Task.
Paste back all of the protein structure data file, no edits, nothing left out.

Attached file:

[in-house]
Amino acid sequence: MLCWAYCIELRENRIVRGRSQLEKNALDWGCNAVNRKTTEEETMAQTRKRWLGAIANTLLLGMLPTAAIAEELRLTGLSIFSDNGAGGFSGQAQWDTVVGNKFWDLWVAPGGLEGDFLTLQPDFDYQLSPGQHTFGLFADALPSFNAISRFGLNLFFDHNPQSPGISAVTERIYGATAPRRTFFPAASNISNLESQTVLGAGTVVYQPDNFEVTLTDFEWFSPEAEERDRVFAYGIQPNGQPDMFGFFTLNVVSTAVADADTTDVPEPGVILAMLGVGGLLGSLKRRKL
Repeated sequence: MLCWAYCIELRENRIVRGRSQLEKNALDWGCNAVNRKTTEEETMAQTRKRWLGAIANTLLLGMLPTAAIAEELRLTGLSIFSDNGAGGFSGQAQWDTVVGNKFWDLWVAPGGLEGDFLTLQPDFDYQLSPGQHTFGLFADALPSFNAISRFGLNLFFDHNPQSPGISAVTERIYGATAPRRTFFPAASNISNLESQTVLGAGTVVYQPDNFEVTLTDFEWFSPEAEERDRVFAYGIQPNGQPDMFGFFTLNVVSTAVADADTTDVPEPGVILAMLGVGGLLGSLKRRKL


[in-house]
Amino acid sequence: MLCWAYCIELRENRIVRGRSQLEKNALDWGCNAVNRKTTEEETMAQTRKRWLGAIANTLLLGMLPTAAIAEELRLTGLSIFSDNGAGGFSGQAQWDTVVGNKFWDLWVAPGGLEGDFLTLQPDFDYQLSPGQHTFGLFADALPSFNAISRFGLNLFFDHNPQSPGISAVTERIYGATAPRRTFFPAASNISNLESQTVLGAGTVVYQPDNFEVTLTDFEWFSPEAEERDRVFAYGIQPNGQPDMFGFFTLNVVSTAVADADTTDVPEPGVILAMLGVGGLLGSLKRRKL
Repeated sequence: MLCWAYCIELRENRIVRGRSQLEKNALDWGCNAVNRKTTEEETMAQTRKRWLGAIANTLLLGMLPTAAIAEELRLTGLSIFSDNGAGGFSGQAQWDTVVGNKFWDLWVAPGGLEGDFLTLQPDFDYQLSPGQHTFGLFADALPSFNAISRFGLNLFFDHNPQSPGISAVTERIYGATAPRRTFFPAASNISNLESQTVLGAGTVVYQPDNFEVTLTDFEWFSPEAEERDRVFAYGIQPNGQPDMFGFFTLNVVSTAVADADTTDVPEPGVILAMLGVGGLLGSLKRRKL